Within a few years humans and AI will become one collaborative intelligence team, said Dr. Cheemin Bo-Linn, co-chair of Women Corporate Directors of Silicon Valley and CEO and president of Peritus Partners, an analytics-based marketing IT consultancy. "Our DNA programs us to want to put people on problems. We need to widen our focus and accept that machines are better at some things."
A Microsoft spokeswoman said digital assistants for consumers and enterprise use are still in the early stages of innovation and development, and the technology will continue to evolve and get better over time.
"We see great value and promise for digital assistants in the workplace, and that is what drives a lot of our product decisions and vision for Cortana," she said. The spokeswoman said imagine a scenario where a client is meeting with a sales team to discuss how to make sure they finish strong that quarter. Cortana can provide insights into deals that are at risk and then reach out to a nearby human expert with the expertise to help.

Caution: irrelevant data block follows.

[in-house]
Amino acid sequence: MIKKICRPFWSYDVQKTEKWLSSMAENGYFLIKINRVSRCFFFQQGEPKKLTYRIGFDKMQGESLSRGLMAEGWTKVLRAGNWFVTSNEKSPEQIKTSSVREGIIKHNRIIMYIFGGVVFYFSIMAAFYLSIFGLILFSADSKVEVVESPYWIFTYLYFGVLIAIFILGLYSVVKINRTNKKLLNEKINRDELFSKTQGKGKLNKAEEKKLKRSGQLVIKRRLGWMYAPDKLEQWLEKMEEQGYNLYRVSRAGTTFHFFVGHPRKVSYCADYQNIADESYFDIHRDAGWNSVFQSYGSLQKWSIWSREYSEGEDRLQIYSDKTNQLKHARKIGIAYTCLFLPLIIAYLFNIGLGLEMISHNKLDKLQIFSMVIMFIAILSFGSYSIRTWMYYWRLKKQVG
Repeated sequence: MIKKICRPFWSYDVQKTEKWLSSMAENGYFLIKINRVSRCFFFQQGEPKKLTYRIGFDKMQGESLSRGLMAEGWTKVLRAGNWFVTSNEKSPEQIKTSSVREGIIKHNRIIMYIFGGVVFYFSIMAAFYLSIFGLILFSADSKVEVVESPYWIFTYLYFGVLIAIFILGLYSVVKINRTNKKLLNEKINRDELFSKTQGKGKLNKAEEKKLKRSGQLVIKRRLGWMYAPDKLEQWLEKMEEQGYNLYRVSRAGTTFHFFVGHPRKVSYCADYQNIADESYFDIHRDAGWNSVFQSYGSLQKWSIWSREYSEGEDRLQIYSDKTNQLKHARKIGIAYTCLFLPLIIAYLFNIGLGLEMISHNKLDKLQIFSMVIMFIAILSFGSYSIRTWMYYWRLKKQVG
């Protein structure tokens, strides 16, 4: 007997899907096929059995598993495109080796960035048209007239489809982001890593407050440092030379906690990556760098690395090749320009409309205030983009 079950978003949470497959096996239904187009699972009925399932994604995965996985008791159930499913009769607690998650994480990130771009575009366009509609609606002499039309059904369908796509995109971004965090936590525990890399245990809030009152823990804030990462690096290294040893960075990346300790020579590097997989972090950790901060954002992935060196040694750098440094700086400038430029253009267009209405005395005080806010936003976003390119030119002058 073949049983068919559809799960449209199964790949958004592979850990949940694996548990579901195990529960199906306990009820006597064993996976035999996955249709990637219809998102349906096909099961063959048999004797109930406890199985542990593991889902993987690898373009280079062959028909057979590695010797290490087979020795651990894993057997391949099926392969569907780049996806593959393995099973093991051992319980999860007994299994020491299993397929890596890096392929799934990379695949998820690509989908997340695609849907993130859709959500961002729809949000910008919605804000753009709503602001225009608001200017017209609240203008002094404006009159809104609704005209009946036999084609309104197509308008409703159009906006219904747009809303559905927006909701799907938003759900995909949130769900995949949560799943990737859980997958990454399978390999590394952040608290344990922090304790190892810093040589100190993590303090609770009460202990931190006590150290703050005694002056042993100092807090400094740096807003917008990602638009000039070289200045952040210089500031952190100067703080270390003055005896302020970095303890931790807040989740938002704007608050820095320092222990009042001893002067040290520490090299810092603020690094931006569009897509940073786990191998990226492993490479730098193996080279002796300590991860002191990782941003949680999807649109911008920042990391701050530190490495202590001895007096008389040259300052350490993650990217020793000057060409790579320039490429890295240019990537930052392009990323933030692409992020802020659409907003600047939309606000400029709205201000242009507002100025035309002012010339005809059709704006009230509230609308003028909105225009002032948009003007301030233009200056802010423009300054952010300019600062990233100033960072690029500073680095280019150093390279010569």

"At the start of the 20th century, silent black-and-white filmmaking was cutting-edge," Gartner's Sicular said. "Those involved in its earliest days could not have imagined that film would have sound and color in the 1930s. The future of AI will be different than what we can imagine now, but sound and color are coming."
Those sounds and colors hopefully will not make it to the office bathroom stall, but watch out for your desk and conference-room console.
—By Joe D'Allegro, special to CNBC.com